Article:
Plan-B Theatre’s world premiere of Debora Threedy’s Balthazar is a crown jewel of intimate chamber theater

Plan-B Theatre’s world premiere production of Debora Threedy’s Balthazar is a crown jewel of intimate chamber theater, in every measure. Directed by Cheryl Ann Cluff, the 70-minute production is gratifying in the finest sense, with Threedy’s well-grounded fanfiction take on Shakespeare’s The Merchant Of Venice, the ebullient elegance of Lily Hye Soo Dixon and Jason Bowcutt in the roles of Portia and Bellario, respectively, and the outstanding sensory effects of Janice Chan’s Venetian set design and Cluff’s selection of music to convey the Elizabethan Age in its finest humanistic splendor.

Dixon and Bowcutt give splendid justice to the script. They acknowledge the underlying creative drivers which inspired Threedy, a retired University of Utah law professor, to pen this intelligent and gently provocative take on equity not only in the courtroom but also in the broader world where one’s gender or sexual identity should never be subjected to constraints in pursuing the careers or relationships that matter most to them. 

As mentioned in a preview at The Utah Review, Threedy follows the gist of the original play’s storyline, including Portia’s disguise in male clothing to pursue her first trial as a lawyer. Bellario is mentioned in the Shakespeare original but is never on stage. In Threedy’s play, Bellario also is trying to keep his secret and personal affairs as discreet as possible: he is gay and has a lover. 

Lily Hye Soo Dixon and Jason Bowcutt, Balthazar, by Debora Threedy, directed by Cheryl Ann Cluff, Plan-B Theatre,
Photo Credit: Sharah Meservy.

Already on opening night, Dixon and Bowcutt set a near-perfect rhythm in their respective performances. Bellario is committed to following the details of the will that Portia’s father left but inevitably Portia, with exquisite finesse, steers her cousin to recognize and respect her earnest desires to enter the legal profession. While Bellario mentors Portia, who is a quick learner in the intricacies of the law that sits at the heart of the case she will try, Portia guides Bellario to his own epiphany about living fully and comfortably in his own identity. Certainly, the most meaningful education relationships are symmetrical and reciprocal and Balthazar sets a prime standard in this dimension.

The Shakespearean canon is as good a cornerstone for building a foundation of a fully rounded education as possible.  And, The Merchant of Venice’s interior sociopolitical and sociocultural structure is uniquely flexible to spawn Balthazar, with relevant contemporary sensibilities while preserving the Elizabethan Age feel and look of the original.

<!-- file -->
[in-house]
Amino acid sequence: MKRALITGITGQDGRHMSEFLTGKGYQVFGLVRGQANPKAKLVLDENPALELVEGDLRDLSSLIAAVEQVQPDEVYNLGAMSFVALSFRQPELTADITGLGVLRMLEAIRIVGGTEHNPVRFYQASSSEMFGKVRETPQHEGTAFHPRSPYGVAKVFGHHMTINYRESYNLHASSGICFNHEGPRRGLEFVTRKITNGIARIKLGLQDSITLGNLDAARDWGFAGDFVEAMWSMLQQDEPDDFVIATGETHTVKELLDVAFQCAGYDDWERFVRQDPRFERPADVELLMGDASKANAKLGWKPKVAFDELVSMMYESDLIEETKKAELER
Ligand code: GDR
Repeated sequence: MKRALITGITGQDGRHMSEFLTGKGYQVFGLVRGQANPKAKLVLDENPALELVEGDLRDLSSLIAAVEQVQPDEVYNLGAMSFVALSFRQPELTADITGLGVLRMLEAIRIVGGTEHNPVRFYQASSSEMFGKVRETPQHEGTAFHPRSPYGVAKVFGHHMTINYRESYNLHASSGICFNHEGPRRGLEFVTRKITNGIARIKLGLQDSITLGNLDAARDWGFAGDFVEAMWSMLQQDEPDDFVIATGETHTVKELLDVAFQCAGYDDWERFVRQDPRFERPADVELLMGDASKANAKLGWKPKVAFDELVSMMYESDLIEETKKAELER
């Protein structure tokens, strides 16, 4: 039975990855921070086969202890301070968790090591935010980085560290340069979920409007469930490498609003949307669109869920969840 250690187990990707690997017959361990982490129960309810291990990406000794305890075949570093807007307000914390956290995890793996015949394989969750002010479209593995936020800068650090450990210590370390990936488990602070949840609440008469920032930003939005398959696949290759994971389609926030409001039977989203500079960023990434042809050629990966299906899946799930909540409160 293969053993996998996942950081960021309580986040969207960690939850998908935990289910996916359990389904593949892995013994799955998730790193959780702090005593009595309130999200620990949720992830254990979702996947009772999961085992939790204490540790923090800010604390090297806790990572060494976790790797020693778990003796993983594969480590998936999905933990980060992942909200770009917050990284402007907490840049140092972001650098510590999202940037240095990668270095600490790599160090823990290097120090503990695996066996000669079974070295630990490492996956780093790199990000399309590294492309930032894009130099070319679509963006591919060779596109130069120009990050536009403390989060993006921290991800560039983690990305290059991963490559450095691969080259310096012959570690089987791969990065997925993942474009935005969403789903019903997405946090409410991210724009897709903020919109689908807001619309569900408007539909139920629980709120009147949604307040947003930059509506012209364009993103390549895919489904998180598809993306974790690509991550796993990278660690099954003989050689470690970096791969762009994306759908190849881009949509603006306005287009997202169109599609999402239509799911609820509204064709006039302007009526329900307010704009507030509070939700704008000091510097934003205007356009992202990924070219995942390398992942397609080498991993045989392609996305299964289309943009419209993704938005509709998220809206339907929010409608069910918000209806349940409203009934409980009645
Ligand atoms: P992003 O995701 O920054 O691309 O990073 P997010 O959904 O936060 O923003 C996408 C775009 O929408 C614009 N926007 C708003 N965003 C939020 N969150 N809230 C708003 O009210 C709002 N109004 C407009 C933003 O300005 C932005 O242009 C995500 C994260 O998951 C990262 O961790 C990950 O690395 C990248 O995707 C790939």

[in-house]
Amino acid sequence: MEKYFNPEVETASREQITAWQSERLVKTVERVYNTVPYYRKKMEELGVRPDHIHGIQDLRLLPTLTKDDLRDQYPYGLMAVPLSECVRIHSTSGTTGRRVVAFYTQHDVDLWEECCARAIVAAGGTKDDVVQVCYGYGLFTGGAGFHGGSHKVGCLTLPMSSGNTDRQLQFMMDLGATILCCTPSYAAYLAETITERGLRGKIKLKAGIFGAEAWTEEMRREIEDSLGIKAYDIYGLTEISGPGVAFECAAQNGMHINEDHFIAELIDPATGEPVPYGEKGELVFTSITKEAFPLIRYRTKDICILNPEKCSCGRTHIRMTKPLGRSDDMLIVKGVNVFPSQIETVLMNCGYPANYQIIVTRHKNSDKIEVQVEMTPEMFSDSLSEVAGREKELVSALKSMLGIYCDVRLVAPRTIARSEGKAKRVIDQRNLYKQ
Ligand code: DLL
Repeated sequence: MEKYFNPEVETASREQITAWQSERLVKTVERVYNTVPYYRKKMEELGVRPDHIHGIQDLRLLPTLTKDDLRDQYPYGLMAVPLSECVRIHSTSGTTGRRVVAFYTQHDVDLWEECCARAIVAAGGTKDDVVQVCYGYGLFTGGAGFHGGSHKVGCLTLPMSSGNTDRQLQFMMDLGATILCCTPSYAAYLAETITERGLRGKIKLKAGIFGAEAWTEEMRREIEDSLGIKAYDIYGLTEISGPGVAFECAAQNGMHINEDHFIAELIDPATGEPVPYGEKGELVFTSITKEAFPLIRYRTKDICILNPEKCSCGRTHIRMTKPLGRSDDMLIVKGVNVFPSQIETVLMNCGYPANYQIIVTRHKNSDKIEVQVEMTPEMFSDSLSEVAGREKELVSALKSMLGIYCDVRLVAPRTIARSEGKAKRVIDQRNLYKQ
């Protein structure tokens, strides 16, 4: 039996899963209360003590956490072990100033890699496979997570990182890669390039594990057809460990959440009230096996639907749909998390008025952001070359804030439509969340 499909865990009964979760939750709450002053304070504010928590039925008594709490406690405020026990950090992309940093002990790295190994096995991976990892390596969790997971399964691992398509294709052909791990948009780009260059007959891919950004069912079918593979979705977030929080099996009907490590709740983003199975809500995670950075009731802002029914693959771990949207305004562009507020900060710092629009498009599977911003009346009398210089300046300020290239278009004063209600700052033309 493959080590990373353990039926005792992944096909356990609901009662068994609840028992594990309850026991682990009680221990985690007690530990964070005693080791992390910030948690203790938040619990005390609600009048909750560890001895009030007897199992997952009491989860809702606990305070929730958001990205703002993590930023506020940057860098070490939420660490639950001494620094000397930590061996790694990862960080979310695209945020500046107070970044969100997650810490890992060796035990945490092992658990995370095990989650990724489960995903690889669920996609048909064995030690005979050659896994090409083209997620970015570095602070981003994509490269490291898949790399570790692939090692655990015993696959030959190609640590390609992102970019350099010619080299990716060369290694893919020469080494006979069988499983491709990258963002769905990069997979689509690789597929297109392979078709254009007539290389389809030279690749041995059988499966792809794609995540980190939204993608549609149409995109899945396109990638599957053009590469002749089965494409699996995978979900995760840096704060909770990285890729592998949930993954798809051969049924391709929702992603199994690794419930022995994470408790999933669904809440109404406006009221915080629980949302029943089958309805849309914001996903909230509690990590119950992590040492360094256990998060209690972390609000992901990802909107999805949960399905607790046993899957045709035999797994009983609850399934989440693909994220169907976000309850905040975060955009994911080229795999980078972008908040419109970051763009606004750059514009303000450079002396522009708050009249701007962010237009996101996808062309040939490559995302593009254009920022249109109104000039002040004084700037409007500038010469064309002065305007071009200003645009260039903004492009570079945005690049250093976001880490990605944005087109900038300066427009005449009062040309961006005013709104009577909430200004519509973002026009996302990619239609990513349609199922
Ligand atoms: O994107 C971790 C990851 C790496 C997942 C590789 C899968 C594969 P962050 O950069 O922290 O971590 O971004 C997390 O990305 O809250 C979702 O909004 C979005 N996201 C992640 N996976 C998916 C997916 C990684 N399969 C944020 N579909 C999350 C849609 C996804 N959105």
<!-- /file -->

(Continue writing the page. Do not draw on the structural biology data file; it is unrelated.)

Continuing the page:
As a professor, Threedy encountered students whose frames of perspectives evolved from one generation to the next and how they became emboldened to muse and postulate about Shakespearean characters such as Portia, Shylock, Antonio and Bassanio. Of course, in the original, Portia is happily married to Bassanio, Shylock has been subjected to the justice he deserved and Antonio has been spared death. Balthazar shades these outcomes with very credible musings that propel this 2024 adaptation without a hitch. For example, a contemporary reader could turn to lines early in Shakespeare’s first act of The Merchant of Venice, which could lead one to surmise that Antonio loves Bassanio. 

Lily Hye Soo Dixon and Jason Bowcutt, Balthazar, by Debora Threedy, directed by Cheryl Ann Cluff, Plan-B Theatre,
Photo Credit: Sharah Meservy.

Many audience members will feel comfortable with Balthazar’s empathetic provocations, which encourages reading beyond the original text and projecting precisely the types of conversations Portia and Bellario carry on in the script. This establishes the crux of the two actors’ outstanding performances. At the end of Balthazar, one truly hopes that the world Threedy has imagined for Portia and Bellario is still possible today, where our worst injustices and absurd prejudices can finally be eradicated. 

The production continues its run through March 3 at the Studio Theatre in the Rose Wagner Center for Performing Arts. The play was developed as part of Plan-B’s Lab and Script-In-Hand Series and Words Cubed at the Utah Shakespeare Festival. Please click the Plan-B Theatre website for further details and tickets.

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